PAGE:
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How Joey Moss worked his way to become an Edmonton legend

Early on in what’s turned out to essentially be a lifetime spent in the locker rooms of the Edmonton Oilers and Eskimos, Joey Moss became a fixture to both clubs.

At the urging of Wayne Gretzky, Moss joined the Oilers in the 1984-85 season and the Esks in 1986. He seemingly found his place with both teams instantly. Along the way, Moss slid his way into the heart of the city of Edmonton.  

Now 54, Moss’s story is a remarkable one of how two professional sports teams and a city embraced and valued a person with Down syndrome.

“(The people of Edmonton have) known him for so long and seen how somewhat surprising it is that he’s still there, at work,” Joey’s younger brother Steven said. “He always has a smile on his face. The way he embraces the crowd, he puts two hands up in the air, gets applause and has that big smile.”

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Steve is the youngest of 13 children, with Joey No. 12, five-years older. At 15, Steve was the first Moss family member to work for the Oilers, when they won their first Stanley Cup. Joey joined a year later and as Steve puts it, “never looked back.”

“I had a chance to see him work in the locker room and interact with the players. The positive energy that he brought into that locker room has made him who he is. They can’t get enough of him.”  

Through all of those years spent in locker rooms and all of the brushes with fame that came with it — people in both organizations have said for years that Joey is the most famous person in Edmonton and doesn’t know it — Joey became the recognizable and loveable face that was always around.

He’d be with Gretzky and that iconic Oilers team in photos, or you’d spot him on the end of the Oilers’ bench, singing the Canadian and American national anthems. Sometimes you’d catch glimpses of him cleaning things up in the Oilers or Esks locker rooms while players did post-game interviews with the media.

Along the way, the city took Joey in as its own. He began to be invited to charity events, Steve recalled, sometimes to sing the anthem, or just to make an appearance. In 2003, he won the NHL’s Seventh Man Award, given to NHL members that make a difference in people’s lives behind the scenes. In 2008, a mural was created on 99 street in Edmonton, with Joey wearing an Eskimos’ green and gold jacket, waving from the stands at Commonwealth Stadium, with the old Northlands Coliseum behind him.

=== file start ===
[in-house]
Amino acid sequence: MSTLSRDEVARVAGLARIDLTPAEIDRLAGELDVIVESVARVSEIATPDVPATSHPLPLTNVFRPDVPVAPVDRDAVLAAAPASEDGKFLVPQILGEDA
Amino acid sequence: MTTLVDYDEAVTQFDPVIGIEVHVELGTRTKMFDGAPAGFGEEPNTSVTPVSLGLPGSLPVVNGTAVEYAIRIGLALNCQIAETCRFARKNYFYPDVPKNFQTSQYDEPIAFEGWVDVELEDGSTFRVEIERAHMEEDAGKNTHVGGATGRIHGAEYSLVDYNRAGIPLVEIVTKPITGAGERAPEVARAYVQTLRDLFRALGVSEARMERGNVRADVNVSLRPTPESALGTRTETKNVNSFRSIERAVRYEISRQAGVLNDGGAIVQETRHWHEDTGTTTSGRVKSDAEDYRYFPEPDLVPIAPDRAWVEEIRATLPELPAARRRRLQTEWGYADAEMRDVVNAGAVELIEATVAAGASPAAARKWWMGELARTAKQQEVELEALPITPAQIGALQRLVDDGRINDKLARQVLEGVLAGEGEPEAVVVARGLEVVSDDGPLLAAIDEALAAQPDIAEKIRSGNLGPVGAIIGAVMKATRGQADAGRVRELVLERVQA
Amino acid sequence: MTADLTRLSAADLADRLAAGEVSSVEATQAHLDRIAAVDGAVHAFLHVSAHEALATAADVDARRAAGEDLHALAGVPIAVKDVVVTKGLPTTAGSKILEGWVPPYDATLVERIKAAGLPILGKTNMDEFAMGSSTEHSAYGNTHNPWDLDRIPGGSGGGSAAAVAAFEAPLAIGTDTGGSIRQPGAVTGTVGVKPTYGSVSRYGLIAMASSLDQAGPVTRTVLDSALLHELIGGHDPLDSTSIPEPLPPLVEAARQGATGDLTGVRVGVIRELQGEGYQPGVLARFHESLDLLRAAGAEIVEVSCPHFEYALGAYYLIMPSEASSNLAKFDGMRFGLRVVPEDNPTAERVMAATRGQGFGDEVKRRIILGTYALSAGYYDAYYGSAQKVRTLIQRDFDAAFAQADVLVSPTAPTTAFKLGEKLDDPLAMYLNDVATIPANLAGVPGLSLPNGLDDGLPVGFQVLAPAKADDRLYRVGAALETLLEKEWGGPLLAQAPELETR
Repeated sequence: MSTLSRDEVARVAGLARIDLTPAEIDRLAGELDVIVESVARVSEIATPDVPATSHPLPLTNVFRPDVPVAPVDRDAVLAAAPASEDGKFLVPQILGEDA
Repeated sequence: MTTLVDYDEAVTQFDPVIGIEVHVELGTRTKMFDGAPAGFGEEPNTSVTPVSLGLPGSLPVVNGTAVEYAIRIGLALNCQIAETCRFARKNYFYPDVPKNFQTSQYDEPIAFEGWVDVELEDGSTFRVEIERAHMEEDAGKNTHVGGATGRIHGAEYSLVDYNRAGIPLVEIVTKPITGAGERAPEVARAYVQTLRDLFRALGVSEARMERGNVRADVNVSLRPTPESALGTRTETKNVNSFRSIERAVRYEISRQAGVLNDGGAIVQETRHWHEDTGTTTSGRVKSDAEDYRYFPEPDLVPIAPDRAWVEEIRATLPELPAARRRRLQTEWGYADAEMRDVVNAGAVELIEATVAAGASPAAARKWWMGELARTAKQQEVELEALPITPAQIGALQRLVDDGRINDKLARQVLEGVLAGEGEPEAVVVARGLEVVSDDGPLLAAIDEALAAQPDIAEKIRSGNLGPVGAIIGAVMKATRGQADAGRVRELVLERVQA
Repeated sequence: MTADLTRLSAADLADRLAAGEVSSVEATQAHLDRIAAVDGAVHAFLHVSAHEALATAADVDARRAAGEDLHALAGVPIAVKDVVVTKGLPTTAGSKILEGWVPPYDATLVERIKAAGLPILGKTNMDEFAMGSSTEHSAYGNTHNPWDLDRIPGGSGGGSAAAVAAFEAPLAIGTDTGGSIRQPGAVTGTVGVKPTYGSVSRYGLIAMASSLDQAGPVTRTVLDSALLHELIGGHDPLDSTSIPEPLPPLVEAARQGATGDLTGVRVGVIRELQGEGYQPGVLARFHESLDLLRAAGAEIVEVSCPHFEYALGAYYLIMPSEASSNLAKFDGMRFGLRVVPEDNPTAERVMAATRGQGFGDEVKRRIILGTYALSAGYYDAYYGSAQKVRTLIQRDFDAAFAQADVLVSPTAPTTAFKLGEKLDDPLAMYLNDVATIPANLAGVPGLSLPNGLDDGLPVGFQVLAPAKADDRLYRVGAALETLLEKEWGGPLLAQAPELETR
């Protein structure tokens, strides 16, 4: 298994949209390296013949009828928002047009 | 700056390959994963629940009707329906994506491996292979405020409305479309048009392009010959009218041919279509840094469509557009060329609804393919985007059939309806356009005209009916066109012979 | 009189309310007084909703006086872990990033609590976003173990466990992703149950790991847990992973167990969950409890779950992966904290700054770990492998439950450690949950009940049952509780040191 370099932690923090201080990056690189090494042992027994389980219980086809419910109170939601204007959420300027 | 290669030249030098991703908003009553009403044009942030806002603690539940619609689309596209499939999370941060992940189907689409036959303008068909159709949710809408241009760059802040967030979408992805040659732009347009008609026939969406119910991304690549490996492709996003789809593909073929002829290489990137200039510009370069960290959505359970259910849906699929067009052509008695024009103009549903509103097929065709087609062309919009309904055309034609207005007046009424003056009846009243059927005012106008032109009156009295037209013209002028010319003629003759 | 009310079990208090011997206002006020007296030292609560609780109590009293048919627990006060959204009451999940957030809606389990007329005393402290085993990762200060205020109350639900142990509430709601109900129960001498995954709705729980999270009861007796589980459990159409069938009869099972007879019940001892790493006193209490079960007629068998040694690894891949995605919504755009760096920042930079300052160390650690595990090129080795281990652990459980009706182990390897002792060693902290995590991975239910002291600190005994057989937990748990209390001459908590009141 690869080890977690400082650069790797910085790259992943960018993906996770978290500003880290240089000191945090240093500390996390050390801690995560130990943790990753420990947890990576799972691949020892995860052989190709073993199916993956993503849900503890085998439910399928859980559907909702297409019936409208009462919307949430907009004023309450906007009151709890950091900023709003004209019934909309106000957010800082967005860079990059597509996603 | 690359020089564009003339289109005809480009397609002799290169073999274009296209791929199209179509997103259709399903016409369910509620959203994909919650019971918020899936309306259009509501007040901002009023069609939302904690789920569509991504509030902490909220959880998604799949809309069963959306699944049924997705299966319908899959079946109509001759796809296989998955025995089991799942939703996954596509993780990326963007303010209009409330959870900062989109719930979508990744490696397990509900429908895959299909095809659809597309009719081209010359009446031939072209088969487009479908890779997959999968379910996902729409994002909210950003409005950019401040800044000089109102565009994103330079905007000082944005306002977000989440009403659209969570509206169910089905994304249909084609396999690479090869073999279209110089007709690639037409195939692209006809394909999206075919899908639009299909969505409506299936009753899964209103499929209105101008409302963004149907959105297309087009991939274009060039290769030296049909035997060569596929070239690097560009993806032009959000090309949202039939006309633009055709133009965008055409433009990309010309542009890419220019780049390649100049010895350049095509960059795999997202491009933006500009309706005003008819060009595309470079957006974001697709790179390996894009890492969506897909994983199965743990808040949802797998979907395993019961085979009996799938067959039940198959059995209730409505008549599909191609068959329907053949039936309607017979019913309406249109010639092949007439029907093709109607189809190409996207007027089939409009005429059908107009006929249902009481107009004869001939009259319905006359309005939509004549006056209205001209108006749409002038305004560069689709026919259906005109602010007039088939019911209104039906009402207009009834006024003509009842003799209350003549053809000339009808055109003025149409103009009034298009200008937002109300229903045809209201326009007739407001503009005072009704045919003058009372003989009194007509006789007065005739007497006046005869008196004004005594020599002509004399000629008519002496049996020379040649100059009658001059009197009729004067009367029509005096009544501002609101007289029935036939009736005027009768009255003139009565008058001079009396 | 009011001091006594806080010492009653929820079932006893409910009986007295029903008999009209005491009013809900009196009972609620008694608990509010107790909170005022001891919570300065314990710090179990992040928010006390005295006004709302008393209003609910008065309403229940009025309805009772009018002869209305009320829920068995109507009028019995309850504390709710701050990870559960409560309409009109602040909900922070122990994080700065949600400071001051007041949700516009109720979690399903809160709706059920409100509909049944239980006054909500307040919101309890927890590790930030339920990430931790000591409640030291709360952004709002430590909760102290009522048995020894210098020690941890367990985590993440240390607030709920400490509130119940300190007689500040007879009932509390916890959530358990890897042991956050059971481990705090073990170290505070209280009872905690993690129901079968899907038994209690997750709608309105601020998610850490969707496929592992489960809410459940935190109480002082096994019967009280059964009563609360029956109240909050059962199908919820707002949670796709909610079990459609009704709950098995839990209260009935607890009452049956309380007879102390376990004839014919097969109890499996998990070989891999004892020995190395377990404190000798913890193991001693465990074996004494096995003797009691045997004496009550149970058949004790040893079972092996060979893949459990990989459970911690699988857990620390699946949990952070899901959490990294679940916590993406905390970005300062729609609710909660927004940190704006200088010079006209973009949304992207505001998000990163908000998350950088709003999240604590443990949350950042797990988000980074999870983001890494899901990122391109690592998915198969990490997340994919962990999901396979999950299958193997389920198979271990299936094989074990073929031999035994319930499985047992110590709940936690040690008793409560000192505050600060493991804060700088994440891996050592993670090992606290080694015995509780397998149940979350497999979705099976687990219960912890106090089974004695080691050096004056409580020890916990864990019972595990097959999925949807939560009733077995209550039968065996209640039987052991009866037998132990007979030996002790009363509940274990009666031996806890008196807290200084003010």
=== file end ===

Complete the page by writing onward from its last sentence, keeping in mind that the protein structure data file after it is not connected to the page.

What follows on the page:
Out of all of the incredible moments over the years, watching Joey turn 50, Steve said, is the one that stands out to him the most.

“His birthday lasted almost three weeks,” Steve said, laughing.

His family, friends, the Esks and Oilers along with the Winnifred Stewart Association (an organization that helps people with disabilities live fulfilling lives in their community) threw him a party to celebrate the milestone. The Eskimos honoured him during a game and had a customized cake waiting for him in the locker room after.

“It was like a never-ending birthday party. The whole city embraced him,” Steve said. “That was big. I think that was probably the time I saw it the most.”

Shortly after Joey’s induction to the Alberta Sports Hall of Fame was announced in 2015, longtime Esks equipment manager Dwayne Mandrusiak said that his compassion has made him irreplaceable to the teams.

“He sees guys get cut and he knows that they’re upset and he’ll go over and put his arm around them and tell them that it’s going to be all right,” Mandrusiak told the Edmonton Journal. “We’re all afraid and we think, ‘What do you say to a guy like that when something is going on?’ and Joe walks over and talks to people.”

For all of the fun that comes with Moss in a locker room — there are legendary stories of him having wrestling matches with players, of one-liners and pranks — he’s always diligently gone about his job.

I used to say to the workers, the kids would be bugging me and I’d say, ‘I would trade you all for another Joe Moss,’” Mandrusiak said in 2015. “The problem is there’s only one Joe Moss.”